Going up: The case for vertical use integration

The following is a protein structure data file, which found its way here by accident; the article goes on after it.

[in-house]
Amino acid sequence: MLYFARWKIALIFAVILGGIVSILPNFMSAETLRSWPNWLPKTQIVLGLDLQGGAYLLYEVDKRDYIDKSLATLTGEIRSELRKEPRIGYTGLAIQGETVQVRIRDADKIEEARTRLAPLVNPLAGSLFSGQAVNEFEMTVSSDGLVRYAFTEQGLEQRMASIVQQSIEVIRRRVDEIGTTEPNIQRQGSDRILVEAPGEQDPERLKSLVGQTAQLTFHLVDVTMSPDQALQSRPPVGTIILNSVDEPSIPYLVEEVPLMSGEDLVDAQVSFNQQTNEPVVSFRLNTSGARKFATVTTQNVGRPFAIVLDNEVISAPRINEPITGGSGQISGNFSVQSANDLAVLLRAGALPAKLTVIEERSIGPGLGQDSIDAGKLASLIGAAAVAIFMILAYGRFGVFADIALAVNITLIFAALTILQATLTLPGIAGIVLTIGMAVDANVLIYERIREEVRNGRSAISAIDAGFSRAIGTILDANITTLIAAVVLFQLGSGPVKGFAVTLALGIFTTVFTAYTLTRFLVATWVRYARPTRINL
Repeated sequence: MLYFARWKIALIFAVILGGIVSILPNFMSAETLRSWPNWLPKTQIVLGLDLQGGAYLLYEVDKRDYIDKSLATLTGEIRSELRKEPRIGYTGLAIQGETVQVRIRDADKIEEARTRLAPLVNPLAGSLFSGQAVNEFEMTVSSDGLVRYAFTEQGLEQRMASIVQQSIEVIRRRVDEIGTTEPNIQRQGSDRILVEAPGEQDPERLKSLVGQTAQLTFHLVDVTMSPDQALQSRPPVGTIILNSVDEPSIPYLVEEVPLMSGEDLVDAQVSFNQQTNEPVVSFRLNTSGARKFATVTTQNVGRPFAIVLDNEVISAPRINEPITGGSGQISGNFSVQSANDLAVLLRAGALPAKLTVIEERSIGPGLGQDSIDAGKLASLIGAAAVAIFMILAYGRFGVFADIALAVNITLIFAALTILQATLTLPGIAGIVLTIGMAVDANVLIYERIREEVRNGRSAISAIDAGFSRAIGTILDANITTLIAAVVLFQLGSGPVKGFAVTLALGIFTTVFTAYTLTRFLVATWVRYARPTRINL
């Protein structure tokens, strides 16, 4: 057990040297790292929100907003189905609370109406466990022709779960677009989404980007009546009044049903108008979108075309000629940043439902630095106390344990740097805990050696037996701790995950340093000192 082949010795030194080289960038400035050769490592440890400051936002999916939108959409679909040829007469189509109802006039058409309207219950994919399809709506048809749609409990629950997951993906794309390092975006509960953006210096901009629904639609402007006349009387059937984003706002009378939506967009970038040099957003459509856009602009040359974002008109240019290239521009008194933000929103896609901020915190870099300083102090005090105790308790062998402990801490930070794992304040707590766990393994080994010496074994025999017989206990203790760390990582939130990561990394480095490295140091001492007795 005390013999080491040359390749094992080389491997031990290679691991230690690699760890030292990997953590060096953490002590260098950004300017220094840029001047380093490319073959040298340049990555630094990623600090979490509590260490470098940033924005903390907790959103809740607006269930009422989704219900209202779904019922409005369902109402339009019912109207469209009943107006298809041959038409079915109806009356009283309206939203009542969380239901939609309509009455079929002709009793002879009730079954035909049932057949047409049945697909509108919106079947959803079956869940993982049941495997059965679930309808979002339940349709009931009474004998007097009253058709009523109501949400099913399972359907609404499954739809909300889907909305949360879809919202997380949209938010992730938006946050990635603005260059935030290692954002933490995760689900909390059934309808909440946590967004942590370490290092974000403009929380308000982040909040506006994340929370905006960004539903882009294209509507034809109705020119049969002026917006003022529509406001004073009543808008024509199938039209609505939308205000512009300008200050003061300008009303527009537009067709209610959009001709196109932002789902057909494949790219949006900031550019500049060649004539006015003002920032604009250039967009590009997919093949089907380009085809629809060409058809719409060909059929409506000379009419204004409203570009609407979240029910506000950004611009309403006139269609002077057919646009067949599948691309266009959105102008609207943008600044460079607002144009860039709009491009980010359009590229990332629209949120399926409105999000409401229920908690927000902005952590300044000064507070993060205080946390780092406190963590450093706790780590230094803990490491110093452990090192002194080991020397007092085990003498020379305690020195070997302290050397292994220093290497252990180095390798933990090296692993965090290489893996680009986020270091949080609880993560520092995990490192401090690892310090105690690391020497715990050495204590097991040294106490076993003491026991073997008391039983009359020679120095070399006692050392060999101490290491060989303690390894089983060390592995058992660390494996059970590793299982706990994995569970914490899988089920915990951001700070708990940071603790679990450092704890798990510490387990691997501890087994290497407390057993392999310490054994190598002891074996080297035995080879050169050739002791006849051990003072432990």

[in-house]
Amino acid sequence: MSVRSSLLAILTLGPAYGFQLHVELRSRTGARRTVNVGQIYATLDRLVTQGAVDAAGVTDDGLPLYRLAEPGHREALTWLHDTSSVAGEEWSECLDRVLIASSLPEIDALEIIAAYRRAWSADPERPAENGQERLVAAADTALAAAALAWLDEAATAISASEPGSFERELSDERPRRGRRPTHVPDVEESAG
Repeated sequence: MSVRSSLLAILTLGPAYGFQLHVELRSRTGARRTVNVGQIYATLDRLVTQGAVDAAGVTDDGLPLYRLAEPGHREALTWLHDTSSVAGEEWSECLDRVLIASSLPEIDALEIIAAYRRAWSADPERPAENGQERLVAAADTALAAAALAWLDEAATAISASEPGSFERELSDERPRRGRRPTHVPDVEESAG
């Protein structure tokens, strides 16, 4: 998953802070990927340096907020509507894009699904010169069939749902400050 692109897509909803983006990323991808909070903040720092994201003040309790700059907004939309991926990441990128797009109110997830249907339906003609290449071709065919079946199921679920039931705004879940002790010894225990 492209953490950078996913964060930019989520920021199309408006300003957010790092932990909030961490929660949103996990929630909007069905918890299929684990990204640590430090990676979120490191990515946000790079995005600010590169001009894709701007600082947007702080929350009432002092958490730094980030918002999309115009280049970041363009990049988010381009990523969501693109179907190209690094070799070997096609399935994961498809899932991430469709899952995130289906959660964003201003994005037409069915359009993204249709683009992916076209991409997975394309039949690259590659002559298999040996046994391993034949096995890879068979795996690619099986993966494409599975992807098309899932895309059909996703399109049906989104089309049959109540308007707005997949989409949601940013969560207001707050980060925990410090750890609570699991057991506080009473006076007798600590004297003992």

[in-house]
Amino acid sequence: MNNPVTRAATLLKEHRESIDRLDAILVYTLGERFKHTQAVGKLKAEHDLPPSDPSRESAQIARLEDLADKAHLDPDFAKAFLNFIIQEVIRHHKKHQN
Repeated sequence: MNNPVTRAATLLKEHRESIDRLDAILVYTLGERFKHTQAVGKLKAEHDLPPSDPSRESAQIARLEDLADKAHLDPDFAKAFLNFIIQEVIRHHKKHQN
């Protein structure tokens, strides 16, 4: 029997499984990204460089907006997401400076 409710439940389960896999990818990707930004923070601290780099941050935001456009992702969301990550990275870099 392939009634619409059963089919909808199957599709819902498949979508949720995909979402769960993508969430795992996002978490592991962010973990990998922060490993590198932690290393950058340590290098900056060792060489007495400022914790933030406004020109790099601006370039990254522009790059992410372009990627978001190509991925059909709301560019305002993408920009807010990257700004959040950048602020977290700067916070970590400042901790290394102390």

Submitted by Katy Tomasulo on Tue, 08/27/2019 - 14:02